Iceland and Greene King have said they have had to shut shops and pubs due to staff shortages caused by the NHS Covid app
Greene King has closed 33 of its pubs in the past week due to staff self-isolating due to the app.
Chief executive Richard Walker has said: “The great irony is that we’re now all getting vaccinated.”
Boss of Greene King, Nick Mackenzie, said that the pubs group had also had to shorten opening hours at some of their sites. He added that across the hospitality industry within the UK, about one in five team of their members have been affected, “and therefore it is causing a real issue for us setting-up a business on a daily basis”.
Iceland has said that after keeping all of its stores open during lockdown, it has now had to shut some due to 1,000 staff having been “pinged” by the official NHS app.
The animal rights group Animal Rebellion have set up a blockade at what they say is the only factory within the UK that makes McDonald’s burgers. Around 100 animal rights protesters have set up a blockade at the OSI Food Solutions factory, located in Scunthorpe, overnight.
Recent figures have shown that more than 500,000 people in England and Wales were “pinged” by the app in the week leading up to the 7th of July, up 46% on the week previous.
Those who have come into close contact with someone who has tested positive for the coronavirus must self-isolate for up to 10 days.
The business lobby group the CBI has warned that “crippling staff shortages” risk hampering an economic recovery.
Vauxhall had confirmed on Monday that it has reduced its daily shifts from three to two at its plant in Luton “because of increasing numbers of employees who have been contacted by the app”.
A spokesman for the British carmaker said that Vauxhall was about to embark on its yearly three-week shutdown from Friday, the 23rd of July. By the time the Luton plant restarts in August it hopes “the situation will have improved”.
Others in the car industry have also been affected by high levels of staff self-isolating. Nissan and Rolls-Royce have both warned that staff shortages could affect production.
At the weekend, Marks & Spencer said that it may have to reduce store opening hours, while a leading supermarket, which declined to be named, told the BBC: “There’s a risk that there won’t be sufficient staff to open shops”.
Iceland’s Mr Walker said that as well closing some stores, the chain has also had to reduce opening hours in some circumstances. “The concern is that as this thing rises exponentially as we’ve just been hearing. It could get a lot worse a lot quicker,” he told the BBC’s Today programme.
Mr Walker said 4% of Iceland’s 30,000-strong workforce was now absent. “In fact, we’ve just announced employing an additional 2,000 people on top of that to give us a deeper pool of labour, because so many people are now getting pinged.”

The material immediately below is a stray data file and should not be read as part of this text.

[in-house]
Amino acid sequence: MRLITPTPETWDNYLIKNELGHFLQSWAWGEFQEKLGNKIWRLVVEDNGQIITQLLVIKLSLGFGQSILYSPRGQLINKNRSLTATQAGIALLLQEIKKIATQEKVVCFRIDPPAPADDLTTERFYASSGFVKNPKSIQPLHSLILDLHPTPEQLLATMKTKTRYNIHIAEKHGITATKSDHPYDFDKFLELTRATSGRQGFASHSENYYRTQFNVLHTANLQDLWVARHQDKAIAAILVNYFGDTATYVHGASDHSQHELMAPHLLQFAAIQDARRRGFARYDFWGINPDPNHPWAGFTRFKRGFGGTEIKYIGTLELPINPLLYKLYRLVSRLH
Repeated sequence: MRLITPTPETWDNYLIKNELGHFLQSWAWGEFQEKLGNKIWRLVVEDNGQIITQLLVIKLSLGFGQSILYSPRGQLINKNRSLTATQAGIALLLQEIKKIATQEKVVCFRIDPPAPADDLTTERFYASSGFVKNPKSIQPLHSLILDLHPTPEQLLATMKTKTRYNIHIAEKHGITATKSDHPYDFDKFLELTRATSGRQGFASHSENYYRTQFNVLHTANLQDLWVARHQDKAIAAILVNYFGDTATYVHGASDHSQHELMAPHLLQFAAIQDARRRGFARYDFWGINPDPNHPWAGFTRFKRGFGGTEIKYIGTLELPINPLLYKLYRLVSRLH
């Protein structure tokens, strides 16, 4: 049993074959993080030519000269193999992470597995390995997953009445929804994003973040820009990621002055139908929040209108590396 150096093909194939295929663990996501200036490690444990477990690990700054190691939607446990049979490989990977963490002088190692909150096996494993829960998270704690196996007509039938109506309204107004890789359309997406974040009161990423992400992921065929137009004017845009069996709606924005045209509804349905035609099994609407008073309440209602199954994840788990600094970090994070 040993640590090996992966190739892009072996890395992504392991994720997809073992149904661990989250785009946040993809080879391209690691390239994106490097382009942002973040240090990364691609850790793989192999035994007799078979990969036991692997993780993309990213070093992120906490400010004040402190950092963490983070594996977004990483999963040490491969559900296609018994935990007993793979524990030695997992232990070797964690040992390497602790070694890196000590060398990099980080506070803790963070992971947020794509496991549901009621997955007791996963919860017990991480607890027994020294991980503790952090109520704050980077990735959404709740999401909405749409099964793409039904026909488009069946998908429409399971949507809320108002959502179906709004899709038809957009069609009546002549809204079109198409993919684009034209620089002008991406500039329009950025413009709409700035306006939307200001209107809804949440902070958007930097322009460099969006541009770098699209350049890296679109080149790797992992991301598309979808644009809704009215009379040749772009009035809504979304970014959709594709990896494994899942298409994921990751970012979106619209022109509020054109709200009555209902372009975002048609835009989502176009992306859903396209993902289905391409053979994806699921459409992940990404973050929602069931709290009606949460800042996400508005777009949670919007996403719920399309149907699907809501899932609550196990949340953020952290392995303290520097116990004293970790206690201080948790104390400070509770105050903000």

This comes after face coverings must still be worn on the London transport network despite restrictions easing on the 19th of July, London’s mayor says. Sadiq Khan said that he was not yet prepared to put Tube, bus and other transport users at risk by relaxing the coronavirus rules on face coverings.
The number of Covid cases in England and Wales surpassed 50,000 on both Friday and Saturday, the highest number since mid-January. On Monday, England lifted final Covid restrictions, including the legal requirement to wear a face covering to prevent the spread of the virus.
Wales is expected to scrap most rules on 7 August though this will not include face masks. Scotland has moved to the lowest level of restrictions of Covid restrictions but face coverings must be worn for a further three weeks. Northern Ireland will decide on Thursday to ease rules on seven days’ time.
PureGym‘s chief executive, Humphrey Cobbold, said his business had managed to keep all of its sites open despite rising numbers of employees forced to self-isolate, but it had been difficult.
“Up to 25%, in some areas, of our staff have been asked to self-isolate,” he told the BBC.
“Through flexibility and sharing of labour across sites, we’ve been able to keep sites open so far but it’s been a very close call in certain circumstances.”
Kate Lester, founder and chief executive of Diamond Logistics, which runs a UK network of fulfilment and delivery centres, said the company has had to delay opening a new site at Motherwell in Scotland because between 20% and 25% of staff are off work.
“We’re actually having to delay that launch for over a month which deprives our new network partner of his income and in addition to that it deprives his clients of vital logistics services,” she said.